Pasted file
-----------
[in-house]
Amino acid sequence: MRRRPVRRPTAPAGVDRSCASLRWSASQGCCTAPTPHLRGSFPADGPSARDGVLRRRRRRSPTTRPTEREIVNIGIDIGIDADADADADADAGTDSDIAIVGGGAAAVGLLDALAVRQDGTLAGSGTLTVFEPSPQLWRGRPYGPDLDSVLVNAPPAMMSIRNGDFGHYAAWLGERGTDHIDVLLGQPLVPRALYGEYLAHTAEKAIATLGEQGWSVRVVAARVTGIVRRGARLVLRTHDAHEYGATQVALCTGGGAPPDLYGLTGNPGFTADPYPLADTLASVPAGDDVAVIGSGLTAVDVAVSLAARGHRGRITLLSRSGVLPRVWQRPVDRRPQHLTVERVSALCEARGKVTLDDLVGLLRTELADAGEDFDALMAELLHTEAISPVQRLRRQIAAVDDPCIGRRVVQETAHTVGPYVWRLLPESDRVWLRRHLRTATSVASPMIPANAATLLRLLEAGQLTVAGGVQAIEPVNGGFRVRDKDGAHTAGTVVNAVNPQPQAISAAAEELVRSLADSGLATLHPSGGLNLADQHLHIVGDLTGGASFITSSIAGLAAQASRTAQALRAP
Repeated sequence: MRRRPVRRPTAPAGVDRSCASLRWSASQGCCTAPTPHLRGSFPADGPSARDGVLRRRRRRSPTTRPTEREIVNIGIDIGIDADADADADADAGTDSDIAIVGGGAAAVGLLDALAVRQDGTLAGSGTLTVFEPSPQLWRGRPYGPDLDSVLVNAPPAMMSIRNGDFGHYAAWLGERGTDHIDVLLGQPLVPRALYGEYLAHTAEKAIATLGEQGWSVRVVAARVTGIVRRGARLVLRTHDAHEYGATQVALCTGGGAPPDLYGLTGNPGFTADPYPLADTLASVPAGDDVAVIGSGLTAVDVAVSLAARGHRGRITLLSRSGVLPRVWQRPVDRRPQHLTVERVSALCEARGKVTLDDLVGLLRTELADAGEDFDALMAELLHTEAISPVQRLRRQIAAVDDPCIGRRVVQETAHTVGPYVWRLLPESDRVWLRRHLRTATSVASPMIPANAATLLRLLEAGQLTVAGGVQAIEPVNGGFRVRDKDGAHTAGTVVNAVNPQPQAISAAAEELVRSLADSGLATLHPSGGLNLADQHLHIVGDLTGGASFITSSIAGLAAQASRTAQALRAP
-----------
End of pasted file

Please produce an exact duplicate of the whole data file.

[in-house]
Amino acid sequence: MRRRPVRRPTAPAGVDRSCASLRWSASQGCCTAPTPHLRGSFPADGPSARDGVLRRRRRRSPTTRPTEREIVNIGIDIGIDADADADADADAGTDSDIAIVGGGAAAVGLLDALAVRQDGTLAGSGTLTVFEPSPQLWRGRPYGPDLDSVLVNAPPAMMSIRNGDFGHYAAWLGERGTDHIDVLLGQPLVPRALYGEYLAHTAEKAIATLGEQGWSVRVVAARVTGIVRRGARLVLRTHDAHEYGATQVALCTGGGAPPDLYGLTGNPGFTADPYPLADTLASVPAGDDVAVIGSGLTAVDVAVSLAARGHRGRITLLSRSGVLPRVWQRPVDRRPQHLTVERVSALCEARGKVTLDDLVGLLRTELADAGEDFDALMAELLHTEAISPVQRLRRQIAAVDDPCIGRRVVQETAHTVGPYVWRLLPESDRVWLRRHLRTATSVASPMIPANAATLLRLLEAGQLTVAGGVQAIEPVNGGFRVRDKDGAHTAGTVVNAVNPQPQAISAAAEELVRSLADSGLATLHPSGGLNLADQHLHIVGDLTGGASFITSSIAGLAAQASRTAQALRAP
Repeated sequence: MRRRPVRRPTAPAGVDRSCASLRWSASQGCCTAPTPHLRGSFPADGPSARDGVLRRRRRRSPTTRPTEREIVNIGIDIGIDADADADADADAGTDSDIAIVGGGAAAVGLLDALAVRQDGTLAGSGTLTVFEPSPQLWRGRPYGPDLDSVLVNAPPAMMSIRNGDFGHYAAWLGERGTDHIDVLLGQPLVPRALYGEYLAHTAEKAIATLGEQGWSVRVVAARVTGIVRRGARLVLRTHDAHEYGATQVALCTGGGAPPDLYGLTGNPGFTADPYPLADTLASVPAGDDVAVIGSGLTAVDVAVSLAARGHRGRITLLSRSGVLPRVWQRPVDRRPQHLTVERVSALCEARGKVTLDDLVGLLRTELADAGEDFDALMAELLHTEAISPVQRLRRQIAAVDDPCIGRRVVQETAHTVGPYVWRLLPESDRVWLRRHLRTATSVASPMIPANAATLLRLLEAGQLTVAGGVQAIEPVNGGFRVRDKDGAHTAGTVVNAVNPQPQAISAAAEELVRSLADSGLATLHPSGGLNLADQHLHIVGDLTGGASFITSSIAGLAAQASRTAQALRAP